Monday, 26 May 2014

Digging in for trench warfare

Things change very quickly in F1. To think that earlier this season, just about right up until Monaco qualifying session indeed, many of us (including some that should know better) were talking about a new equilibrium of Lewis Hamilton. That the previous combustible nature, the capacity to find rancour, seemed shed.

The atmosphere between the two
Mercedes drivers in Monaco was obvious
Photo: Octane Photography
Well scratch a lot of that. There was plenty of rancour around, and no little combustion too, in the case of Lewis and his teammate Nico Rosberg in both Monaco's qualifying session and race just passed. Starting off with Nico's trip down the escape road at the end of Saturday's session earning him pole rather incongruously due to subsequent yellow flags requiring Lewis to slow on his own effort, and projecting itself from there. The main problem being that Lewis appears convinced that Nico did it deliberately.

Quite what makes Lewis so convinced of Nico's guilt isn't clear, what he's seen that the stewards didn't and also not apparently seen by the likes of Merc dual bosses Niki Lauda and Toto Wolff (though with those two there may be some desire to keep schtum in order to proetct Nico from penalties potentially), as well as that passed a lot of the rest of us by too. Yet even after reflection and a cooling off period Lewis remained resolute, noting on race day: 'I wish you could have seen the data. I saw something late on last night and all I could do was smile.' Others in the paddock, including some ex-drivers, took his side also.

Data late last night or not however Lewis seemed equally convinced long before, immediately after the qualifying session as could be discerned both from his body language and his words to the media, and this perhaps doesn't reflect well on his case. At that point the only evidence he had was that the detour down the escape road happened at all, which in itself wasn't really relevant given Nico's intent is the key factor in this. Beyond that bare (and irrelevant as mentioned) fact he had no reason to suspect Nico of foul play. And call me Mr Old Fashioned, but I believe it's important not to assume guilt - particularly of serious misdemeanours - without compelling evidence. It at least leaves open the possibility that Lewis rushed to judgement. It also leaves open the possibility of what Thomas Kuhn called 'adherence to a paradigm' - in other words that once one becomes fixated that something is so they tend to interpret evidence encountered as being in support of it, even if it's not supportive.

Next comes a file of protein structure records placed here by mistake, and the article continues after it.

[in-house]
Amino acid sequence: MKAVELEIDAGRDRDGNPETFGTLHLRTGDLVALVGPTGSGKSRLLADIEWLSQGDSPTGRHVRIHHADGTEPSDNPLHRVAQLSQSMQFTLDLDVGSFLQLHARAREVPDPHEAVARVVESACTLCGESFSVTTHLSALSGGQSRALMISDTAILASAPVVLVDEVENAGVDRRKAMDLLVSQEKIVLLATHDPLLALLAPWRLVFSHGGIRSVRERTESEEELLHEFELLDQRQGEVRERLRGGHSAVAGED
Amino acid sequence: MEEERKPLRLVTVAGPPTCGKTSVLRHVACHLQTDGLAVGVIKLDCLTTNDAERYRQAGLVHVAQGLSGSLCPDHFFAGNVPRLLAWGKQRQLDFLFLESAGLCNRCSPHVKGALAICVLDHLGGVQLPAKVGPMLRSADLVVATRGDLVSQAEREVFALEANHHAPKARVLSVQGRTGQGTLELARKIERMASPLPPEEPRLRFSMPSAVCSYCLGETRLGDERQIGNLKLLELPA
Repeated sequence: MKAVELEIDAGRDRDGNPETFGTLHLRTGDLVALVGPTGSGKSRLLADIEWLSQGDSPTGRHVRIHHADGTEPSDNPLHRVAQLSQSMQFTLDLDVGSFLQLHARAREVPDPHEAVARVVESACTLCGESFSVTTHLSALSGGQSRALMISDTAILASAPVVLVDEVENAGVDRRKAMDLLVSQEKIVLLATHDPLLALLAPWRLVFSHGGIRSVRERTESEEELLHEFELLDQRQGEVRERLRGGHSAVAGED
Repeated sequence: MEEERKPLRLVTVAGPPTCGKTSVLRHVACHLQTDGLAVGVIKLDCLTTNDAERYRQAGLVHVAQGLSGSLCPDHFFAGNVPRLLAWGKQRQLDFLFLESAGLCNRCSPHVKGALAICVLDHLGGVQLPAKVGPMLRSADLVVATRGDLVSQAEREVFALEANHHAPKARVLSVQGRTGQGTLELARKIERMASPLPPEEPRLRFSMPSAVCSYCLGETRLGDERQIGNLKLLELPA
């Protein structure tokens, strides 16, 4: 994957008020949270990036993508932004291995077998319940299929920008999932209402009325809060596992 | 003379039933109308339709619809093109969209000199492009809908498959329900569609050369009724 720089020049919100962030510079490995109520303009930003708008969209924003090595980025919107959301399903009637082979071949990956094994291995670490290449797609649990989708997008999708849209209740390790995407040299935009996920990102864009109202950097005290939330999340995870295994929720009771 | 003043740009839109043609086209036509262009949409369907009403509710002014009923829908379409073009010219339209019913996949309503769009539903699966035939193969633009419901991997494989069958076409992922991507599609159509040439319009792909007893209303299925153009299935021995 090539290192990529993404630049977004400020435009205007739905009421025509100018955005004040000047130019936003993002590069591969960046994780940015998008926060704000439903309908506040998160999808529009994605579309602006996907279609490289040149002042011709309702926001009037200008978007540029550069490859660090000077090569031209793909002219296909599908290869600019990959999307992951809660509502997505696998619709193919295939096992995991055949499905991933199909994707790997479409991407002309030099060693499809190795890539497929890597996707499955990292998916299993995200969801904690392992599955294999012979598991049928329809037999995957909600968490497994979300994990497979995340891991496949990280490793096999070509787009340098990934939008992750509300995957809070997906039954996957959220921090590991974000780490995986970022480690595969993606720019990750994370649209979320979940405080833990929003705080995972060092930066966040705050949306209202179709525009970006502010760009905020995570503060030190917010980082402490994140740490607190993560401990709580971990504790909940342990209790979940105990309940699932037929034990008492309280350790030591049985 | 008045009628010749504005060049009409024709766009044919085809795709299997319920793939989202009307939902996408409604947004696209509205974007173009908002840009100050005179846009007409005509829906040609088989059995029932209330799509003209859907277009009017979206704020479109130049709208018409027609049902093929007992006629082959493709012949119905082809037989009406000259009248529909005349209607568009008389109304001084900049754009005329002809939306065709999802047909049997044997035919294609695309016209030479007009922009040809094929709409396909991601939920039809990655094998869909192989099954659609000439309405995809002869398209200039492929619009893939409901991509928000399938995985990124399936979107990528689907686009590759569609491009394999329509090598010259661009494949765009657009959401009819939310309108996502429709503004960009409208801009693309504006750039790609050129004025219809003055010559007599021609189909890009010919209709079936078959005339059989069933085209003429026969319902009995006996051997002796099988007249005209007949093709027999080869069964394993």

However further light was shed when it was also revealed that Monaco qualifying, escape roads and all that, wasn't the start. It was simply the point at which tension that had been building anyway was released; the mistrust between the two was well underway. Lewis apparently used an MGU setting he shouldn't have done in the Spanish race which helped him defend his place against Nico. Nico it transpired later had apparently done similar himself before that in Bahrain. One is put in mind of Mahatma Gandhi's maxim that an eye for an eye leaves the whole world blind. The similarities between F1 and the primary school playground are often striking.

Hamilton was left to follow Rosberg in Monaco
Photo: Octane Photography
Yet even with this Lewis seemed on Sunday rather exasperated with his team too, particularly on the matter of strategy wherein it's Merc's way to give the lead driver first dibs. Lewis in response to this both during the race and after it stopped about a syllable short of accusing his team of doing the dirty on him.

Quite why he felt this way isn't clear. It could be down to Wolff and Lauda firmly and immediately nailing their colours to the Nico's defence mast after qualifying. But as intimated they could hardly not.

Most F1 drivers have a competitive paranoia of course; it can be beneficial in some ways. But as Marc Priestley, ex of McLaren and now of the fourth estate, stated on Twitter after the Monaco race it's also not smart to aim your fire on the wider collective you're a part of: 'it frustrates (a) team when drivers think they've been had over'. Lewis who on Saturday evening referenced the Senna-Prost battles at McLaren of the late 1980s might do well to remember that then it was Prost, not Senna, who went down that avenue, and it contributed to him being ostracised in the team on his way towards the exit door. Not for nothing Wolff gently admonished Lewis in public afterwards.